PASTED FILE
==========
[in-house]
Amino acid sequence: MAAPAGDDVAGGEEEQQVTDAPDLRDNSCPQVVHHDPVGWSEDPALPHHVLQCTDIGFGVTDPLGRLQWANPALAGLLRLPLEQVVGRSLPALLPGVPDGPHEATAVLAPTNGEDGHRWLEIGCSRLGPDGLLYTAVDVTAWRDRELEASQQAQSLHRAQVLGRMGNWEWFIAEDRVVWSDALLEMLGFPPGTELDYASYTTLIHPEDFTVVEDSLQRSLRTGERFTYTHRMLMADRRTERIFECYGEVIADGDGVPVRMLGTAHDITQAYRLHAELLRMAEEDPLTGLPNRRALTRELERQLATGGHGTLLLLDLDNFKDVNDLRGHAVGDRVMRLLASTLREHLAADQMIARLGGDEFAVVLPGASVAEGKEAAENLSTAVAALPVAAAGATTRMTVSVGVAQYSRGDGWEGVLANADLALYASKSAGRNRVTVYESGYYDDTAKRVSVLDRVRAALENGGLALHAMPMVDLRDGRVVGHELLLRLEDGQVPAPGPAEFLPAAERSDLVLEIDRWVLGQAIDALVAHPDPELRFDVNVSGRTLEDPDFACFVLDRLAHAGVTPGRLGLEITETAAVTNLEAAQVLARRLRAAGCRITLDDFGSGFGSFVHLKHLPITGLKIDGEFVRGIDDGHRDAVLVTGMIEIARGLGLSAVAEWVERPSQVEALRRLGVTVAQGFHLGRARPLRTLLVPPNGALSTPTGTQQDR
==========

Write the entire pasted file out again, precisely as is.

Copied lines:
[in-house]
Amino acid sequence: MAAPAGDDVAGGEEEQQVTDAPDLRDNSCPQVVHHDPVGWSEDPALPHHVLQCTDIGFGVTDPLGRLQWANPALAGLLRLPLEQVVGRSLPALLPGVPDGPHEATAVLAPTNGEDGHRWLEIGCSRLGPDGLLYTAVDVTAWRDRELEASQQAQSLHRAQVLGRMGNWEWFIAEDRVVWSDALLEMLGFPPGTELDYASYTTLIHPEDFTVVEDSLQRSLRTGERFTYTHRMLMADRRTERIFECYGEVIADGDGVPVRMLGTAHDITQAYRLHAELLRMAEEDPLTGLPNRRALTRELERQLATGGHGTLLLLDLDNFKDVNDLRGHAVGDRVMRLLASTLREHLAADQMIARLGGDEFAVVLPGASVAEGKEAAENLSTAVAALPVAAAGATTRMTVSVGVAQYSRGDGWEGVLANADLALYASKSAGRNRVTVYESGYYDDTAKRVSVLDRVRAALENGGLALHAMPMVDLRDGRVVGHELLLRLEDGQVPAPGPAEFLPAAERSDLVLEIDRWVLGQAIDALVAHPDPELRFDVNVSGRTLEDPDFACFVLDRLAHAGVTPGRLGLEITETAAVTNLEAAQVLARRLRAAGCRITLDDFGSGFGSFVHLKHLPITGLKIDGEFVRGIDDGHRDAVLVTGMIEIARGLGLSAVAEWVERPSQVEALRRLGVTVAQGFHLGRARPLRTLLVPPNGALSTPTGTQQDR